A plan to develop three-dimensional tissue transcriptomics, a proposal to engineer programmable biomaterials, and a center for advanced research in brain cancer are among the latest projects funded by the University of Michigan’s Biosciences Initiative.

Three large projects and a fourth smaller one, totaling more than $20 million, will be funded this fiscal year through the presidential initiative, which focuses on funding cutting-edge interdisciplinary research, enabling expert faculty hires, bolstering collaboration, and facilitating postgraduate education across the biological sciences at U-M.

“Our Biosciences Initiative relentlessly pursues excellence in research and solutions to outstanding problems in the life sciences. Each of these extraordinary projects promises hope for improving human health or developing crucial, new scientific understanding that can lead to important societal impact,” President Mark Schlissel said.

With this funding opportunity, the Biosciences Initiative sought high-impact, scientific research initiative proposals from U-M faculty aimed at solving critical problems in the biosciences.

Application requirements leveraged the breadth of the biosciences and convergent disciplines across U-M, mandating multidisciplinary collaboration and proposals that strengthen research and education in the biosciences from fundamental discovery to practical application.

The four selected projects include researchers representing many of U-M’s biosciences schools and colleges.

The three large projects are:

• “Single Cell Spatial Analysis Program,” principal investigator Evan Keller, Medical School; and co-principal investigators Tom Wilson, Jun Li and Arvind Rao, Medical School; Sunitha Nagrath, College of Engineering; and Justin Colacino, School of Public Health.

This project will explore new ways to study cell biology in the context of their three-dimensional tissues.

With the opportunity for three new expert faculty recruits and strengthened shared resources, the Biosciences Initiative support will benefit not only the recruits, but also the large number of existing faculty looking to pursue scientific questions that were inaccessible with past technologies.

This program envisions building a collaborative community focused on spatial transcriptomics analysis projects by hosting seminars and workshops, mentoring, referrals and highly leveraged projects for platform development and scientific exploration.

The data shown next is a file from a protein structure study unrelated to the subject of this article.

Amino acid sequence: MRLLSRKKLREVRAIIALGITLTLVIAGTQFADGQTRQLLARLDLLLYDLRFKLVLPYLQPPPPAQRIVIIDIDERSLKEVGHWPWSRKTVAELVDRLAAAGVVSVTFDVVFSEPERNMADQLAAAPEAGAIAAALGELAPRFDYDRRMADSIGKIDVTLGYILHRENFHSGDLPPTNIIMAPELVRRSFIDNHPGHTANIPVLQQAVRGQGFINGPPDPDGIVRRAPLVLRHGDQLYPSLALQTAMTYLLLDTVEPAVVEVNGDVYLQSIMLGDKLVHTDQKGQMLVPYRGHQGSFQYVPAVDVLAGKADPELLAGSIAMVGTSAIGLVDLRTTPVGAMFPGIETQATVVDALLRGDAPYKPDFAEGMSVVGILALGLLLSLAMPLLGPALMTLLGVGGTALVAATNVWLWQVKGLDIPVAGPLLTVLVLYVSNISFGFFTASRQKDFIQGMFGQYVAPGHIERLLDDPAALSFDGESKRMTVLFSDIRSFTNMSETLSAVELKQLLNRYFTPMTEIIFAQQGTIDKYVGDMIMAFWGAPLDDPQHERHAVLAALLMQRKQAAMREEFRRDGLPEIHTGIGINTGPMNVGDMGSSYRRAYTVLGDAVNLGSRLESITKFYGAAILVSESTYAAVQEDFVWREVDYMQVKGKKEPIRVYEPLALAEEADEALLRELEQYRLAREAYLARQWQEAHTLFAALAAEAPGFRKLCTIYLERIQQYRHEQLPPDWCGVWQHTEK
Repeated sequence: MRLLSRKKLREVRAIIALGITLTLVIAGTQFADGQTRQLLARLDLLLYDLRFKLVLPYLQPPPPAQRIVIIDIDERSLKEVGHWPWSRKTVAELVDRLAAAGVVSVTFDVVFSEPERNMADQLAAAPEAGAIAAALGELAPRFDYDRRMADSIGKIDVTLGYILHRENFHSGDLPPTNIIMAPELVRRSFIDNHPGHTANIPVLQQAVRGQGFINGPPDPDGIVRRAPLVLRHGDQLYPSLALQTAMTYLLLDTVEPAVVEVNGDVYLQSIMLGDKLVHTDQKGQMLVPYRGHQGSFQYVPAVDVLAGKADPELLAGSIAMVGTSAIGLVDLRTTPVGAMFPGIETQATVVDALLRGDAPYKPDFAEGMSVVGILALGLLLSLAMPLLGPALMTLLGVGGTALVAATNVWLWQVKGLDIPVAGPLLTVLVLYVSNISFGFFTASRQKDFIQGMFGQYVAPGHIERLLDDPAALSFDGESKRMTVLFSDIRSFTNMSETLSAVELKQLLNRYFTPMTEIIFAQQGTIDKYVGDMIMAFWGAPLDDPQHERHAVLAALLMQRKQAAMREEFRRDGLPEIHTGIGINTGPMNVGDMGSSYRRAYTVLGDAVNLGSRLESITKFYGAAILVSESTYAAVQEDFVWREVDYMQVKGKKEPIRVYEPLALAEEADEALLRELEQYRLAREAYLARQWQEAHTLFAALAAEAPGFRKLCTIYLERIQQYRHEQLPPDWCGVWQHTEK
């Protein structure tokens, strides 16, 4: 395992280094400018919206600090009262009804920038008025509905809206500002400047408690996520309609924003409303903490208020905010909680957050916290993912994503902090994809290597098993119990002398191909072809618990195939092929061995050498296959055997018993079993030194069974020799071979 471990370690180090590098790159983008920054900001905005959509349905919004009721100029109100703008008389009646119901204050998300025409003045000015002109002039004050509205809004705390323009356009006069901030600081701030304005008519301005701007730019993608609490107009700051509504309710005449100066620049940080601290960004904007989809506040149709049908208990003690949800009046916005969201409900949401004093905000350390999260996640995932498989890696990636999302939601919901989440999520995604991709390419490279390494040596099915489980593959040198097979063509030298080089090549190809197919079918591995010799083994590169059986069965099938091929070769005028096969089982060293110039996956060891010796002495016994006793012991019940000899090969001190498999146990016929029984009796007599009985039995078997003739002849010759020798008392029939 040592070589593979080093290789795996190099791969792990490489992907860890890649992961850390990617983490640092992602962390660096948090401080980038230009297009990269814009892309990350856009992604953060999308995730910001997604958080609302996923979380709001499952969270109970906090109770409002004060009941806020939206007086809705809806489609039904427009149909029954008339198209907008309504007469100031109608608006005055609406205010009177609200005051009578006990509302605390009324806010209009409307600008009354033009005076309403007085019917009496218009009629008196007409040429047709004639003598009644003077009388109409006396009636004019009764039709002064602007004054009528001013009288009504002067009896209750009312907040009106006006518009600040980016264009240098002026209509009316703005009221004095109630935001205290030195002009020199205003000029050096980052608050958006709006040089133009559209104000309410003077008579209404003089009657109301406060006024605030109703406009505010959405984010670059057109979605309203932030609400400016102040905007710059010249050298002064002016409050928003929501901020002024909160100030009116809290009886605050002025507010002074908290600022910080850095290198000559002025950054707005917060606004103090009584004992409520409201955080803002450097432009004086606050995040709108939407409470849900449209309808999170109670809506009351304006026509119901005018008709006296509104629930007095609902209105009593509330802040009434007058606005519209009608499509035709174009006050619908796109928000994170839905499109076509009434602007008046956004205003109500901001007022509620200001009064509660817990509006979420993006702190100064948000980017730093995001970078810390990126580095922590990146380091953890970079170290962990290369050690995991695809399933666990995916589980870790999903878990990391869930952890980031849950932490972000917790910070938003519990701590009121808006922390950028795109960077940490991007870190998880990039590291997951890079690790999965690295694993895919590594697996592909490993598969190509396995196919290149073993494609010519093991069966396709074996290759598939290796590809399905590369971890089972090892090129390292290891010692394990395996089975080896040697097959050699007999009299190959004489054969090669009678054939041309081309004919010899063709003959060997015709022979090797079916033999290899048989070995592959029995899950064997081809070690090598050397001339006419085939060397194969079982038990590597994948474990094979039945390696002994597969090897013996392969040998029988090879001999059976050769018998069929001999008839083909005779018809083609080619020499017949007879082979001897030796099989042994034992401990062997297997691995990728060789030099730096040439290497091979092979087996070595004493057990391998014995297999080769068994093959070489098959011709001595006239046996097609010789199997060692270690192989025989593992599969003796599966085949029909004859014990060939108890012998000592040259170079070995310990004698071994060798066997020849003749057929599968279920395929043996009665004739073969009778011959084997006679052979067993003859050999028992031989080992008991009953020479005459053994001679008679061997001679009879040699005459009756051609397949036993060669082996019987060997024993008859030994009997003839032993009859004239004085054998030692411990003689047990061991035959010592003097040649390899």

• “Engineering Cell Programmable Biomaterials for Dental and Musculoskeletal Health,” principal investigator David Kohn, School of Dentistry and College of Engineering; and co-principal investigators William Giannobile, School of Dentistry; Kurt Hankenson, Medical School; and Jan Stegemann and Lonnie Shea, College of Engineering.

Leveraging existing expertise in biomaterials and musculoskeletal tissue engineering, this project aims to fill critical gaps at U-M in imaging and computational design of materials.

With support from the Biosciences Initiative, these investigators plan to develop advanced materials that control the programming of cells and the resulting development and spatio-temporal organization of tissue to organize cells in 3-D.

• “Technological Innovations in Brain Cancer,” principal investigators Steven P. Schwendeman, College of Pharmacy, and Maria Castro, Medical School.

Many biomedical research scientists dream of technological discoveries that will someday successfully treat sick people. This project proposes to make those dreams a reality for brain cancer researchers by creating a brain cancer thrust area within the Biointerfaces Institute at U-M.

With the Biosciences Initiative support for this project, U-M has the potential to become a world leader in the development and translation of new, advanced technological innovations for helping brain cancer patients.

The Exploratory Funding grant of $50,000 was awarded to:

• “Strengthening Emerging Model System Biology at the University of Michigan,” principal investigator Ken Cadigan, LSA; and co-principal investigators Laura Buttitta, Cora MacAlister and Tim James, LSA; and Anthony Antonellis, Medical School.

Centered around answering basic and disease-related biological questions, this project aims to improve the university’s organismal repertoire by increasing its diversity of model systems.

To accomplish this, this multidisciplinary group of researchers proposes to design and host a seminar series focused on emerging model system biology, featuring leaders in these topics. Visiting experts will give a public seminar highlighting how they use emerging model systems to address important biological questions.

In addition to the roughly $20 million in funding provided through the presidential initiative, $8.7 million will be contributed by the researchers’ home departments, schools, colleges, institutes and centers.

The evaluation process for the large proposals included two independent levels of review. Sixteen letters of intent were submitted. The Biosciences Initiative Coordinating Committee requested full proposals from six of them, and then provided funding recommendations to the president and provost.

There will be one more round of funding for this opportunity. Letters of intent for the final round of Scientific Research Initiative and Exploratory Opportunity funding are due in April 2020.

The Biosciences Initiative will host a celebration symposium featuring grantees from the past two years Dec. 16 at the Michigan League. It includes a poster session and reception for all members of the biosciences community at U-M. Register and learn more about the grantees.

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